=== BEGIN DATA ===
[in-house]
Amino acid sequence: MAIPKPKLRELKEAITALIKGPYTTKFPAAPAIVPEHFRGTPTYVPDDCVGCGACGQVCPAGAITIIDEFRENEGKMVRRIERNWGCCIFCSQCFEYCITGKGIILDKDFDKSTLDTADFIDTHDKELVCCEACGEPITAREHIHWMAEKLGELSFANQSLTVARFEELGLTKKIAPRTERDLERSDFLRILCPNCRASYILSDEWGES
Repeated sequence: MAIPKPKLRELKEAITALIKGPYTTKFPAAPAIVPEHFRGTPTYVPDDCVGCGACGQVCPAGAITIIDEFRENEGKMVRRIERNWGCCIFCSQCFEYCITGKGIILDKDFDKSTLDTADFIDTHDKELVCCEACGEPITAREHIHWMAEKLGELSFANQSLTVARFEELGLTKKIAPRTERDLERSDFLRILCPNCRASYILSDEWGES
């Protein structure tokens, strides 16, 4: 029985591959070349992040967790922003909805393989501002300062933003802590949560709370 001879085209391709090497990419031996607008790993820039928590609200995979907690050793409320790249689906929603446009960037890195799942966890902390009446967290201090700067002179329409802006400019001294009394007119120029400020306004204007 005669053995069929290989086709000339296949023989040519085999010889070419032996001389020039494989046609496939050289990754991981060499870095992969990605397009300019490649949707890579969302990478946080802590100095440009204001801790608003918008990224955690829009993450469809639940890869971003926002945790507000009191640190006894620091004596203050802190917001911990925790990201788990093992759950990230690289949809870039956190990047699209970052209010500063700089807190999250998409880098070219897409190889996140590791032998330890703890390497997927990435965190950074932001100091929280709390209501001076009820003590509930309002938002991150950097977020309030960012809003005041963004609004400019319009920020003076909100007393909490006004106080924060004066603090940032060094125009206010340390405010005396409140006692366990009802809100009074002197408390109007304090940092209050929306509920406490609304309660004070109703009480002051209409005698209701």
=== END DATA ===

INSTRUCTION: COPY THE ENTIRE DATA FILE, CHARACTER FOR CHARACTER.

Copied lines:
[in-house]
Amino acid sequence: MAIPKPKLRELKEAITALIKGPYTTKFPAAPAIVPEHFRGTPTYVPDDCVGCGACGQVCPAGAITIIDEFRENEGKMVRRIERNWGCCIFCSQCFEYCITGKGIILDKDFDKSTLDTADFIDTHDKELVCCEACGEPITAREHIHWMAEKLGELSFANQSLTVARFEELGLTKKIAPRTERDLERSDFLRILCPNCRASYILSDEWGES
Repeated sequence: MAIPKPKLRELKEAITALIKGPYTTKFPAAPAIVPEHFRGTPTYVPDDCVGCGACGQVCPAGAITIIDEFRENEGKMVRRIERNWGCCIFCSQCFEYCITGKGIILDKDFDKSTLDTADFIDTHDKELVCCEACGEPITAREHIHWMAEKLGELSFANQSLTVARFEELGLTKKIAPRTERDLERSDFLRILCPNCRASYILSDEWGES
């Protein structure tokens, strides 16, 4: 029985591959070349992040967790922003909805393989501002300062933003802590949560709370 001879085209391709090497990419031996607008790993820039928590609200995979907690050793409320790249689906929603446009960037890195799942966890902390009446967290201090700067002179329409802006400019001294009394007119120029400020306004204007 005669053995069929290989086709000339296949023989040519085999010889070419032996001389020039494989046609496939050289990754991981060499870095992969990605397009300019490649949707890579969302990478946080802590100095440009204001801790608003918008990224955690829009993450469809639940890869971003926002945790507000009191640190006894620091004596203050802190917001911990925790990201788990093992759950990230690289949809870039956190990047699209970052209010500063700089807190999250998409880098070219897409190889996140590791032998330890703890390497997927990435965190950074932001100091929280709390209501001076009820003590509930309002938002991150950097977020309030960012809003005041963004609004400019319009920020003076909100007393909490006004106080924060004066603090940032060094125009206010340390405010005396409140006692366990009802809100009074002197408390109007304090940092209050929306509920406490609304309660004070109703009480002051209409005698209701």